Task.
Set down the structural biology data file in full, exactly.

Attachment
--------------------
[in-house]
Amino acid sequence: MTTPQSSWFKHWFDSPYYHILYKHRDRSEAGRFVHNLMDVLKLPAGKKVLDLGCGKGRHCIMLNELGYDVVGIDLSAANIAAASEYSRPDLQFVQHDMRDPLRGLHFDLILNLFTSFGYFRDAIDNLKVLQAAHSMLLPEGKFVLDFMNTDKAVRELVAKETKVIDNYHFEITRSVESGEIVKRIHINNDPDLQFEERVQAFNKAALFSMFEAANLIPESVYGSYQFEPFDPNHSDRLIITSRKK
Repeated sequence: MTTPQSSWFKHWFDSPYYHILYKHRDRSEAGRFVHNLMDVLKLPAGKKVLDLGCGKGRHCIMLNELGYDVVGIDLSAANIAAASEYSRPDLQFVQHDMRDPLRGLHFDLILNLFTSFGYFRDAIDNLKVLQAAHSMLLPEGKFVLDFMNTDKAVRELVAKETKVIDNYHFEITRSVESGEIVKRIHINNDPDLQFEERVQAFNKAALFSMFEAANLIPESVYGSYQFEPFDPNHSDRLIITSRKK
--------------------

[in-house]
Amino acid sequence: MTTPQSSWFKHWFDSPYYHILYKHRDRSEAGRFVHNLMDVLKLPAGKKVLDLGCGKGRHCIMLNELGYDVVGIDLSAANIAAASEYSRPDLQFVQHDMRDPLRGLHFDLILNLFTSFGYFRDAIDNLKVLQAAHSMLLPEGKFVLDFMNTDKAVRELVAKETKVIDNYHFEITRSVESGEIVKRIHINNDPDLQFEERVQAFNKAALFSMFEAANLIPESVYGSYQFEPFDPNHSDRLIITSRKK
Repeated sequence: MTTPQSSWFKHWFDSPYYHILYKHRDRSEAGRFVHNLMDVLKLPAGKKVLDLGCGKGRHCIMLNELGYDVVGIDLSAANIAAASEYSRPDLQFVQHDMRDPLRGLHFDLILNLFTSFGYFRDAIDNLKVLQAAHSMLLPEGKFVLDFMNTDKAVRELVAKETKVIDNYHFEITRSVESGEIVKRIHINNDPDLQFEERVQAFNKAALFSMFEAANLIPESVYGSYQFEPFDPNHSDRLIITSRKK